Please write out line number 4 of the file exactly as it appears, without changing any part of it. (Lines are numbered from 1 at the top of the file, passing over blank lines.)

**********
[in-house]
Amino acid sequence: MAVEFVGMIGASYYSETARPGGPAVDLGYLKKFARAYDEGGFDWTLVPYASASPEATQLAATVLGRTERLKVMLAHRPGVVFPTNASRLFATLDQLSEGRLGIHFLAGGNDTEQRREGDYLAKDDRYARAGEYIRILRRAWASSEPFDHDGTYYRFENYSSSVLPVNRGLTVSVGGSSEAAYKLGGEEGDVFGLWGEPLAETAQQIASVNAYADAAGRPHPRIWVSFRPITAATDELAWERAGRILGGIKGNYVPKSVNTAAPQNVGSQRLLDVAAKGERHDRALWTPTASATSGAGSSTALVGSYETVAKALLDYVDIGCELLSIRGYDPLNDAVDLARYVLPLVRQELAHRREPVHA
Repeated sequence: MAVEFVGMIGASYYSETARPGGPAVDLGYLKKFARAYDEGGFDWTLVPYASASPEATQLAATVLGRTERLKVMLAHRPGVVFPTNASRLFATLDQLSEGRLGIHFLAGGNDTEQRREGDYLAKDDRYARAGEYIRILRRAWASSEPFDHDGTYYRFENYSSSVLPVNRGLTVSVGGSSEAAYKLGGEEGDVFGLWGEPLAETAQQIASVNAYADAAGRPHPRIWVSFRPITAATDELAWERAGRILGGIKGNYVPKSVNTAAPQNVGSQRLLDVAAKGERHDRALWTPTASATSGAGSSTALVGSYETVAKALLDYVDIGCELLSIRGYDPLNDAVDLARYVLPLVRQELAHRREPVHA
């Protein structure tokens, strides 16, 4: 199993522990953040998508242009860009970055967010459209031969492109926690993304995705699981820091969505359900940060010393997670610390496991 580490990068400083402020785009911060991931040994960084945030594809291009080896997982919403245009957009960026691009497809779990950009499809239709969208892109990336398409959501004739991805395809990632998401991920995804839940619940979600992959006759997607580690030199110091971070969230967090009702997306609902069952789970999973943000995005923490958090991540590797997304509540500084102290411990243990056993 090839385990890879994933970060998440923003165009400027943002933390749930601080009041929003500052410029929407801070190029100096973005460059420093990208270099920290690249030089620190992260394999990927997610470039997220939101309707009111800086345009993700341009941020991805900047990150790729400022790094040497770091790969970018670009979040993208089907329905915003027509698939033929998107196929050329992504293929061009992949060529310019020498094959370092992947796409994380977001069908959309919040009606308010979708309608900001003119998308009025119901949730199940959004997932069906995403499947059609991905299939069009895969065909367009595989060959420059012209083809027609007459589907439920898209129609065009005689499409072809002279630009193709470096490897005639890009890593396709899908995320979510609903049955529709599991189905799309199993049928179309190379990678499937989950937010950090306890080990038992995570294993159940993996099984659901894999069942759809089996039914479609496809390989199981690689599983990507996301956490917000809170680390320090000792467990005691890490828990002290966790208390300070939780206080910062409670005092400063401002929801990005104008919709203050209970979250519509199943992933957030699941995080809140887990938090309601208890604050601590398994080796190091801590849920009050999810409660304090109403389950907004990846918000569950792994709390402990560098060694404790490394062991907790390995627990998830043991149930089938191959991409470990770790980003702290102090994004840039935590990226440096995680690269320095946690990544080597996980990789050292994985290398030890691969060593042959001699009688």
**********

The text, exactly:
């Protein structure tokens, strides 16, 4: 199993522990953040998508242009860009970055967010459209031969492109926690993304995705699981820091969505359900940060010393997670610390496991 580490990068400083402020785009911060991931040994960084945030594809291009080896997982919403245009957009960026691009497809779990950009499809239709969208892109990336398409959501004739991805395809990632998401991920995804839940619940979600992959006759997607580690030199110091971070969230967090009702997306609902069952789970999973943000995005923490958090991540590797997304509540500084102290411990243990056993 090839385990890879994933970060998440923003165009400027943002933390749930601080009041929003500052410029929407801070190029100096973005460059420093990208270099920290690249030089620190992260394999990927997610470039997220939101309707009111800086345009993700341009941020991805900047990150790729400022790094040497770091790969970018670009979040993208089907329905915003027509698939033929998107196929050329992504293929061009992949060529310019020498094959370092992947796409994380977001069908959309919040009606308010979708309608900001003119998308009025119901949730199940959004997932069906995403499947059609991905299939069009895969065909367009595989060959420059012209083809027609007459589907439920898209129609065009005689499409072809002279630009193709470096490897005639890009890593396709899908995320979510609903049955529709599991189905799309199993049928179309190379990678499937989950937010950090306890080990038992995570294993159940993996099984659901894999069942759809089996039914479609496809390989199981690689599983990507996301956490917000809170680390320090000792467990005691890490828990002290966790208390300070939780206080910062409670005092400063401002929801990005104008919709203050209970979250519509199943992933957030699941995080809140887990938090309601208890604050601590398994080796190091801590849920009050999810409660304090109403389950907004990846918000569950792994709390402990560098060694404790490394062991907790390995627990998830043991149930089938191959991409470990770790980003702290102090994004840039935590990226440096995680690269320095946690990544080597996980990789050292994985290398030890691969060593042959001699009688």